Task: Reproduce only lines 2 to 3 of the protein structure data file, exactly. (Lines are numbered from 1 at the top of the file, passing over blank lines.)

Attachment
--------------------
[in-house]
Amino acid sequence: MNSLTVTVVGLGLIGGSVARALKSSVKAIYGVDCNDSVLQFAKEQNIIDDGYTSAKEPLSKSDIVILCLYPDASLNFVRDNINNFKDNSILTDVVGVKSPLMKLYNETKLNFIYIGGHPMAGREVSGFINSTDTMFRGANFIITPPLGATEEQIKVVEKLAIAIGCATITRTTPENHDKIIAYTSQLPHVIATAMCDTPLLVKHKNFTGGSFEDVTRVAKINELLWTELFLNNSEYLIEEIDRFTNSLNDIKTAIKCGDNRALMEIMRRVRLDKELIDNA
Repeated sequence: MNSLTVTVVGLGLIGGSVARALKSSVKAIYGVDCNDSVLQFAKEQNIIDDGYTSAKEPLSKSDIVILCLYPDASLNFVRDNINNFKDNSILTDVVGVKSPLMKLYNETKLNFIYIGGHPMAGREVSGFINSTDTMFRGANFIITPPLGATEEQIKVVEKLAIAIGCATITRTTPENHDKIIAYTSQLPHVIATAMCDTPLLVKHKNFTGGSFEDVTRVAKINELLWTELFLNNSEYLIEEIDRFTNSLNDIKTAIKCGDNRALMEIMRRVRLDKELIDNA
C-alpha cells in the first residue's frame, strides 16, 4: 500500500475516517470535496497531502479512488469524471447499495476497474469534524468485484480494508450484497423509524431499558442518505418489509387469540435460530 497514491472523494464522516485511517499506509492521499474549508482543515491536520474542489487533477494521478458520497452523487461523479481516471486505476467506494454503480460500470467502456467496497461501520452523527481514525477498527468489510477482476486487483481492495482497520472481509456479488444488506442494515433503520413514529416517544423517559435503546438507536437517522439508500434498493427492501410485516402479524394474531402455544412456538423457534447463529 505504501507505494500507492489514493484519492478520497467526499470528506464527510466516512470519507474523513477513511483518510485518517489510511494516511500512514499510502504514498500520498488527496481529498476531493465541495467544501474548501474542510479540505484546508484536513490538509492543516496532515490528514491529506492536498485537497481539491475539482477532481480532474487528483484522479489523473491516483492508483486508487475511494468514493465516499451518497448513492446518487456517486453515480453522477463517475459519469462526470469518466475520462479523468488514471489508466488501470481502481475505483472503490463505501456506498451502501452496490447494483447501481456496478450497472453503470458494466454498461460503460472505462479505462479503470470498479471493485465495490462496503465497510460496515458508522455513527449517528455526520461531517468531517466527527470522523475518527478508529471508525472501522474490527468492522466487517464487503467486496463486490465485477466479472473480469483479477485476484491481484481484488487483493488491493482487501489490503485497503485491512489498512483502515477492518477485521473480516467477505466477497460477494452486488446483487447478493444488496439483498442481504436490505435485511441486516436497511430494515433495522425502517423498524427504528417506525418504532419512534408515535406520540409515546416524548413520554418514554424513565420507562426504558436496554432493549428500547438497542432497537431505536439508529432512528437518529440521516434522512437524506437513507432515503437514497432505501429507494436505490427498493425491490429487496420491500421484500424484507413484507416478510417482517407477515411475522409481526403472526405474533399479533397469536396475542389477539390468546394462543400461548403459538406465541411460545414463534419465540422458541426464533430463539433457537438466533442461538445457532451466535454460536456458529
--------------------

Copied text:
Amino acid sequence: MNSLTVTVVGLGLIGGSVARALKSSVKAIYGVDCNDSVLQFAKEQNIIDDGYTSAKEPLSKSDIVILCLYPDASLNFVRDNINNFKDNSILTDVVGVKSPLMKLYNETKLNFIYIGGHPMAGREVSGFINSTDTMFRGANFIITPPLGATEEQIKVVEKLAIAIGCATITRTTPENHDKIIAYTSQLPHVIATAMCDTPLLVKHKNFTGGSFEDVTRVAKINELLWTELFLNNSEYLIEEIDRFTNSLNDIKTAIKCGDNRALMEIMRRVRLDKELIDNA
Repeated sequence: MNSLTVTVVGLGLIGGSVARALKSSVKAIYGVDCNDSVLQFAKEQNIIDDGYTSAKEPLSKSDIVILCLYPDASLNFVRDNINNFKDNSILTDVVGVKSPLMKLYNETKLNFIYIGGHPMAGREVSGFINSTDTMFRGANFIITPPLGATEEQIKVVEKLAIAIGCATITRTTPENHDKIIAYTSQLPHVIATAMCDTPLLVKHKNFTGGSFEDVTRVAKINELLWTELFLNNSEYLIEEIDRFTNSLNDIKTAIKCGDNRALMEIMRRVRLDKELIDNA